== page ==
A veteran producer and as versatile a DJ as they come, Stuart Li, better known as Basic Soul Unit, has been a steady name in house and techno circles alike for over a decade. He’s had releases on many big name labels over the years such as Dekmantel, Dolly, Mule Musiq and also runs his own imprint alongside friend and collaborator J-UL called Lab.our Music. The Toronto native’s flexibility behind the decks is one well noted and is a result of having been an avid record collector and DJ before moving into the world of production. On any given night you may catch Basic Soul Unit playing a variety of styles and genres whether it’s behind the decks or via his live set.
Last year, Stuart released his second album and contributed a mix for Resident Advisor’s long-running podcast series which only helped to raise his already respected status. Behind the scenes he’s also a full-time father and husband as well as a graphic designer. We were lucky enough to squeeze out a mix and interview from the busy dad, covering all aspects of his hectic lifestyle in this installment of our MIXED BY series.
As someone who’s been producing for quite some time, you’ve had the chance to work with and remix some fantastic artists, as well as release music on some premiere labels. To date, do any past collaborations or remixes stand out for you and is there a label that you’d love to release on in the future?
Probably my favourite remix is the one I did for Jacob Korn on Dolly. I was honoured to be included on the inaugural release for Steffi’s label. I feel lucky and humbled to have released on so many of my favourite labels. I haven’t really thought about other labels I’d like to be on. Having released on so many labels, I’m now concentrating on running my own label (w partner Jason Ulrich aka J-UL) and working with the labels I’ve already established a relationship with.
You recently released your second full length album “Under The Same Sky”, this time on the acclaimed Dekmantel label. The overall feel of the album seemed to be a bit rawer and even harder hitting than some of your previous work. Can you give us a little insight into your creative process, whether anything has changed in your approach over the years and how you’ve managed to stay so successful in the ever-changing world that is dance music.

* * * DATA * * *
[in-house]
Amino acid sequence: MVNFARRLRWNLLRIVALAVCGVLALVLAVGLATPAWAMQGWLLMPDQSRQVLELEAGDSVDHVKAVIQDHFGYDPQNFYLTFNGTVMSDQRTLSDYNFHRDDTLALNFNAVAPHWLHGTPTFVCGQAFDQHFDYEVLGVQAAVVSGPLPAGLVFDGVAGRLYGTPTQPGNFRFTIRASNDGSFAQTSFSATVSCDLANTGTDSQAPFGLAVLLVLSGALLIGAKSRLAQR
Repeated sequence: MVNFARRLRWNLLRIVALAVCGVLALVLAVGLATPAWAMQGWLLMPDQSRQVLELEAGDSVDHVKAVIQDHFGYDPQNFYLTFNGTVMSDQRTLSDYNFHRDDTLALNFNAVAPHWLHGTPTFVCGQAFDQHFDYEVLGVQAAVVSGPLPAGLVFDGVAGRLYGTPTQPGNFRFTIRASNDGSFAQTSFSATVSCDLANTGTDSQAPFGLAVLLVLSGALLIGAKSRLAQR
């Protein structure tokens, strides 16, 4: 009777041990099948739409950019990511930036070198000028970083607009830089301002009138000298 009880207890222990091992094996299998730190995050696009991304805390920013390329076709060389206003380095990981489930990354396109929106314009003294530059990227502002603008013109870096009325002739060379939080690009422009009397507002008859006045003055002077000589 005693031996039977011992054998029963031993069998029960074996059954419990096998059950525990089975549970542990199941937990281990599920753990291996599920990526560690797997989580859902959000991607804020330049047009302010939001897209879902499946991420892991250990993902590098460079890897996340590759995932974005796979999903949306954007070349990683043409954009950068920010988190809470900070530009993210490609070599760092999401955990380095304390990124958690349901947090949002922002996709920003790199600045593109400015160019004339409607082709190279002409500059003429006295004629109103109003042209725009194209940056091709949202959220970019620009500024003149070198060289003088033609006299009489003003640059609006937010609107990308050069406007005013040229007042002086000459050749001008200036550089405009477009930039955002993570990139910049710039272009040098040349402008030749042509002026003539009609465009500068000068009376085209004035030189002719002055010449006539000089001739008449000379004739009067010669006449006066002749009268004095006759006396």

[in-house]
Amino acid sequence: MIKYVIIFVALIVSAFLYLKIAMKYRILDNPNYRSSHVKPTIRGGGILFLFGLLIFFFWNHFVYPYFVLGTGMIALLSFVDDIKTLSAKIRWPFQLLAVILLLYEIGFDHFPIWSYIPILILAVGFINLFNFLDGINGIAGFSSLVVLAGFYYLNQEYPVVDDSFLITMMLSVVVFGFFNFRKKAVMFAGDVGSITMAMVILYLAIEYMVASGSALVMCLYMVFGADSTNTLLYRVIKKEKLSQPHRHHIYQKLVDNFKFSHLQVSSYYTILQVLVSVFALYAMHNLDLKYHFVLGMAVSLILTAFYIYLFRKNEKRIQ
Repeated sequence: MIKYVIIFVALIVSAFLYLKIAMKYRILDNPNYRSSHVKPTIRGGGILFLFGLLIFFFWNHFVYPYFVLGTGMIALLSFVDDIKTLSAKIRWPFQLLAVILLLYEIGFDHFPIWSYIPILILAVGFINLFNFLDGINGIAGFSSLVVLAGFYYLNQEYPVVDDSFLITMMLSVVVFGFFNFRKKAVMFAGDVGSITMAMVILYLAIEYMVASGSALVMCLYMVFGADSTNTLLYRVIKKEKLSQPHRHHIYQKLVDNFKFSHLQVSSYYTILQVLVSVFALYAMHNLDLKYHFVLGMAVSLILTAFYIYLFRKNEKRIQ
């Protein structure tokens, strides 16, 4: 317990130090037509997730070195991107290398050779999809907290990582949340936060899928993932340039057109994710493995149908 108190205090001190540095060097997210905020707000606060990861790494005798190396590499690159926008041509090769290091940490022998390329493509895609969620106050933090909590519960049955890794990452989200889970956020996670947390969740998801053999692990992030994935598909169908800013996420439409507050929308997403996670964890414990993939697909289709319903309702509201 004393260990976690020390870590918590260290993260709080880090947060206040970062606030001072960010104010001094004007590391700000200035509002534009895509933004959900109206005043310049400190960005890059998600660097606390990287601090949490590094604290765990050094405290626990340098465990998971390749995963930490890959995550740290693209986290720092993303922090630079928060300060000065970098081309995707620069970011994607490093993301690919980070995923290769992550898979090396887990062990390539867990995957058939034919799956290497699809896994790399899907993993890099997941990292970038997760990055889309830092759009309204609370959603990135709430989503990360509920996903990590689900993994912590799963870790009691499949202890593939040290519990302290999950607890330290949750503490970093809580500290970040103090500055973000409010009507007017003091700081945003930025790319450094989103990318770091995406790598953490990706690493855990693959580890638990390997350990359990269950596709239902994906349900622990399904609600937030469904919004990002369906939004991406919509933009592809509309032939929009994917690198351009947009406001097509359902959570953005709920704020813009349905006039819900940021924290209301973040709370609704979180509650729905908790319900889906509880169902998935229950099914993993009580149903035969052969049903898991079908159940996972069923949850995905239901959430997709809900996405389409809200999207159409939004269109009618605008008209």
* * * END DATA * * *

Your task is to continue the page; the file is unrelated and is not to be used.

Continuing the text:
From the beginning I’ve never set out to make a track with a concept in mind. 90% of the time I am just messing around either the software (currently using Reason) or gear. Even if I do have a melody and a sound in mind, it always ends up sounding different then what I had pictured. For this album, I did have a vague idea that I wanted to strip it down a bit and play with sound design more but that was it.
As far as influences, I’ve always listened to and played a lot of different styles. I guess this and my exploratory approach to production helps keeps things fresh for me.
Resident Advisor’s highly coveted podcast series saw you as their guest for the 489th installment back in October of 2015. How did that come about? Was it an exciting moment for you and did you approach this mix any differently than you normally would?
I was definitely excited to do this mix. It came about as a result of my album release around that time. I’m usually more known for house leaning sounds but in keeping with the feel of my album, I decided to record a techno oriented set. I tried my best to express a wide spectrum of sounds within the vocabulary of techno.
Running your own imprint Lab.our Music, it seems that you’ve been able to focus on pushing a lot of local Toronto talent. Was it always part of the plan to help promote artists that were closer to home and can you perhaps identify any that have popped up on your radar more recently?
It’s not a strict requirement but we did want to be able to give local artists a platform for exposure. There are some releases in the works by artists new to the label. “R” is one name who’s already had a release on Crème Organization’s sub level Jericho One, Benjamin Wood had a release recently on Canadian label (by way of Berlin) Carousel and also Jerry Riggs (one half of Hermans) doing a colab with Krizzli.
A family man and graphic designer by day, how do you manage to find the time to produce new material, run Lab.our Music as well as tour internationally?